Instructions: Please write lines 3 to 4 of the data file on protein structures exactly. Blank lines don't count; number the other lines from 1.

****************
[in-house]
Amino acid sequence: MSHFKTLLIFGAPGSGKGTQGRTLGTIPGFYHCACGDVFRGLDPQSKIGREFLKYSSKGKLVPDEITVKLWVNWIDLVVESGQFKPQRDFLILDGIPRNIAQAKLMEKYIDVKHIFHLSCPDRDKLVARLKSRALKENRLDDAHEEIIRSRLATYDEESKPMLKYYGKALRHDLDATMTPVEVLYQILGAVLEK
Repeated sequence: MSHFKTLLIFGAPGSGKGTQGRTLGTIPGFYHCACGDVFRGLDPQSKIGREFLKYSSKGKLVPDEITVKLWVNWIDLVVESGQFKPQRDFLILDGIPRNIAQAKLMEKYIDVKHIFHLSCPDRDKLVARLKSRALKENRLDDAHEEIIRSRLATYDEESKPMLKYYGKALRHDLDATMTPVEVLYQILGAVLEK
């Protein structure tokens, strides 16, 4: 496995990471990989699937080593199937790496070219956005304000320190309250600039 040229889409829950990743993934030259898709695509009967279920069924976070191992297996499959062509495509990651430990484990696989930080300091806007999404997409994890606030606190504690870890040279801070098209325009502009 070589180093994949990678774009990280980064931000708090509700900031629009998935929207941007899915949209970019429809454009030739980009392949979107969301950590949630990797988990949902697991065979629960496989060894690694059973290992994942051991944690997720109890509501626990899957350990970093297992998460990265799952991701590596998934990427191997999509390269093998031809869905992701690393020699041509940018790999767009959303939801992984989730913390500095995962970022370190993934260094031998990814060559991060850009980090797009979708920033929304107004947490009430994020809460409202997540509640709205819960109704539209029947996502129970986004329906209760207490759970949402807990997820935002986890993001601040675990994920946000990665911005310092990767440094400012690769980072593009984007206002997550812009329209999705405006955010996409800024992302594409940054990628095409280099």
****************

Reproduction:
Repeated sequence: MSHFKTLLIFGAPGSGKGTQGRTLGTIPGFYHCACGDVFRGLDPQSKIGREFLKYSSKGKLVPDEITVKLWVNWIDLVVESGQFKPQRDFLILDGIPRNIAQAKLMEKYIDVKHIFHLSCPDRDKLVARLKSRALKENRLDDAHEEIIRSRLATYDEESKPMLKYYGKALRHDLDATMTPVEVLYQILGAVLEK
């Protein structure tokens, strides 16, 4: 496995990471990989699937080593199937790496070219956005304000320190309250600039 040229889409829950990743993934030259898709695509009967279920069924976070191992297996499959062509495509990651430990484990696989930080300091806007999404997409994890606030606190504690870890040279801070098209325009502009 070589180093994949990678774009990280980064931000708090509700900031629009998935929207941007899915949209970019429809454009030739980009392949979107969301950590949630990797988990949902697991065979629960496989060894690694059973290992994942051991944690997720109890509501626990899957350990970093297992998460990265799952991701590596998934990427191997999509390269093998031809869905992701690393020699041509940018790999767009959303939801992984989730913390500095995962970022370190993934260094031998990814060559991060850009980090797009979708920033929304107004947490009430994020809460409202997540509640709205819960109704539209029947996502129970986004329906209760207490759970949402807990997820935002986890993001601040675990994920946000990665911005310092990767440094400012690769980072593009984007206002997550812009329209999705405006955010996409800024992302594409940054990628095409280099």